The influential Buckhead Coalition and the Buckhead Community Improvement District are joining forces under common leadership.
The boards of both organizations approved to combine their efforts under the leadership of Jim Durrett, the executive director of the Buckhead CID, who now will also become president of the Buckhead Coalition.
The move follows the announced retirement of former Atlanta Mayor Sam Massell, who has led the Buckhead Coalition since its inception 32 years ago.
“I’m saluting the next step and transformation of the Buckhead Coalition,” Massell said in an interview. “I’m in support of the transformation.”
The effort to combine both organizations was spearheaded by Buckhead Coalition chairman Joe Evans and Dave Stockert, who has been chairing the Coalition’s succession committee.
The combination of both organizations also will include closer ties with two other groups – Livable Buckhead and the Buckhead Business Association. All four organizations will share office space in Tower Place, and they will work more closely to coordinate their various efforts.
“We will have a bigger table,” said Durrett, who has led the Buckhead CID for 10 ½ years. “We are going to work together on what the Buckhead Coalition 2.0 is going to be.”
Interestingly enough, the Buckhead Coalition was instrumental in the launching of the Buckhead CID 22 years ago.
“We created the BCID and purposefully, at my request, spun it off as separate organization,” said Massell, who spoke highly of Durrett. “Jim is a bright young man who has a good heart with commitment and responsibility”
Then Massell laughingly added: “his style is slightly different that than my style. But he’s highly respected.”
For decades, Massell, 92, has been the flamboyant “voice of Buckhead,” while Durrett is more understated and measured.
“When they made Sam Massell, they broke the mold,” said Evans, who added that they did consider the possibility of just replacing Massell before exploring a new leadership model for Buckhead. “It just seemed like a compelling opportunity – not to try to replicate Sam Massell – but to build on the foundation he created with a collection of resources and strengths we had in Buckhead.”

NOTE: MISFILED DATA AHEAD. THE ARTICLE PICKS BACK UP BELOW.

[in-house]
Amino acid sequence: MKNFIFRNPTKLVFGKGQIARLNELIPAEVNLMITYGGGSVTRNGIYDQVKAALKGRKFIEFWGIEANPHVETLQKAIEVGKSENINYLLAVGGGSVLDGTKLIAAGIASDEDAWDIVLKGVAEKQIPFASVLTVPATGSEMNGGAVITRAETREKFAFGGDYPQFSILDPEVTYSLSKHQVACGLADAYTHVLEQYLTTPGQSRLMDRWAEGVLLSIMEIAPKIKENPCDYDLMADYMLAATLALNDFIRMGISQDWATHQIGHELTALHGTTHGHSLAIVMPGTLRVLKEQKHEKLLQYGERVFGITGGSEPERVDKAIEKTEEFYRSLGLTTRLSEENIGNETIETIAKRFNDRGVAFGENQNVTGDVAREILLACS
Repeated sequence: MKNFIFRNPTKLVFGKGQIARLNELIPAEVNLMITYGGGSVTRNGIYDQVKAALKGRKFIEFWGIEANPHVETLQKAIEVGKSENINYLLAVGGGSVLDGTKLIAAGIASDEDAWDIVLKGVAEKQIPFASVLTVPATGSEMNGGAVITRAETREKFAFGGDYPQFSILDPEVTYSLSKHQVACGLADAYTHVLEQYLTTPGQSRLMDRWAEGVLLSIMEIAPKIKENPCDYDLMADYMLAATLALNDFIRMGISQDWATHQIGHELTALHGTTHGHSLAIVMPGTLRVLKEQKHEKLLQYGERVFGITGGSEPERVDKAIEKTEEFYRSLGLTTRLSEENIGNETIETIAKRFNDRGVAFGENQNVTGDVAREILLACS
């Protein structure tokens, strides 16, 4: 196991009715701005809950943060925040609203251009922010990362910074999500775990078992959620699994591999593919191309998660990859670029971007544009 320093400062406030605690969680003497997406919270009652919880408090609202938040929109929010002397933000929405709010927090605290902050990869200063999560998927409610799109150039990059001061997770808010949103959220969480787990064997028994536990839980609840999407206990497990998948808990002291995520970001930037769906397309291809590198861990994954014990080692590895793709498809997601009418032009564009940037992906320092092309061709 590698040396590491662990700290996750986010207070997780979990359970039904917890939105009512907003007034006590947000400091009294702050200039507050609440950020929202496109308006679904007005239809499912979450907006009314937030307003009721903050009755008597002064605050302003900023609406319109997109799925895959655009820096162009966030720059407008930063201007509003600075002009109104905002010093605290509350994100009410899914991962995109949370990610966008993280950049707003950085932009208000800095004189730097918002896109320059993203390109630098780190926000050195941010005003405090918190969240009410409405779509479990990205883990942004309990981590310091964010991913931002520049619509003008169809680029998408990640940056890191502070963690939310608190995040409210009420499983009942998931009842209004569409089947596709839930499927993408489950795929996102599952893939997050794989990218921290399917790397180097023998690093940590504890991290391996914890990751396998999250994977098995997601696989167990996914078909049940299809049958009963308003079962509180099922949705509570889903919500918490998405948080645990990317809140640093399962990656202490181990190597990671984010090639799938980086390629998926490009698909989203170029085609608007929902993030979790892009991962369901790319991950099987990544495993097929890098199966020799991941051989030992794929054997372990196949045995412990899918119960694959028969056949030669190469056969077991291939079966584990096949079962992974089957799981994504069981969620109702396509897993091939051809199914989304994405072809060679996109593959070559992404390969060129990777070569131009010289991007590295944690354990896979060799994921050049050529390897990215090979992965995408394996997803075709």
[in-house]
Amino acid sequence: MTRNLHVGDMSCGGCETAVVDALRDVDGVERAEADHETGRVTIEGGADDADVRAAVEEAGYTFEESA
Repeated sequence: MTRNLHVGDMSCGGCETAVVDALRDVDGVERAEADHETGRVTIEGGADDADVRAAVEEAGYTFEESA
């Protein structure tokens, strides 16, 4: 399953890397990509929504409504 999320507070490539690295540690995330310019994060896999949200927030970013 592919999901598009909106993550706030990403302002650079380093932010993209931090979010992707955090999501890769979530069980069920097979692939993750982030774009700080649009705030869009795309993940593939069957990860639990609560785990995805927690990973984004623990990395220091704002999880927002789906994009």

In doing their research, Evans and Stockert met with the leaders at Central Atlanta Progress and the Midtown Alliance to better understand their governance structure. Stockert had chaired CAP, and he knew it had common leadership with the Atlanta Downtown Improvement District. The Midtown Alliance has the same arrangement with its community improvement district (a self-taxing geographic area).
“It did seem as though Buckhead was an outlier,” Evans said. “In Buckhead, there was not nearly the degree of coordination among those groups as we sensed there was in Midtown and downtown.”
Stockert admitted that “Sam is a tough act to follow,” and his retirement gave the Coalition an opportunity to reflect on how it wanted to proceed without Massell at the helm.
“We have four different organizations with four different governing boards. We have had more silos,” Stockert said. “We felt there was an opportunity encourage more interaction and communication. We hope as decisions get made of what’s in the interest of Buckhead, we will be able to have more integrated decision-making.”
Durrett, 63, described the move as the “culmination” of his career.
“Everything I have done up until now has been a building block for this moment,” Durrett said, who jokingly added he does not plan to stay in the role for 32 years.
Stockert said he hopes there will be broader buy-in by having all the groups working together.
“I don’t see any downside to this,” Stockert said. “We want to make sure that the Buckhead Coalition is broadly representative of the community. We want to involve younger members, more women and more minorities. I think we’ve come to a very good place.”
Denise Starling, executive director of Livable Buckhead, has been working in Buckhead for 20 years. Livable Buckhead has been co-located with the Buckhead CID, and it has focused on quality of life issues and building relationships between the business community and the residential neighborhoods. One of its lead projects has been the development of Path400, a multi-use pedestrian and bicycle trail along Georgia 400.
“When we started in 1999, Buckhead was highly polarized,” Starling said. “The merger will make our coordination and cooperation far more formalized. I think we will be a lot more effective by being able to leverage our organizations.
Everyone wanted more of a unified voice for Buckhead. We’re now under one umbrella.”
Matt Thiry, the 2020 president of the Buckhead Business Association, agreed.
“We have the opportunity as four distinct entities to work more collaboratively and provide greater efficiencies for all of us,” Thiry said. “All four organizations have done a great job independently for years, but this is a good way to move forward together.”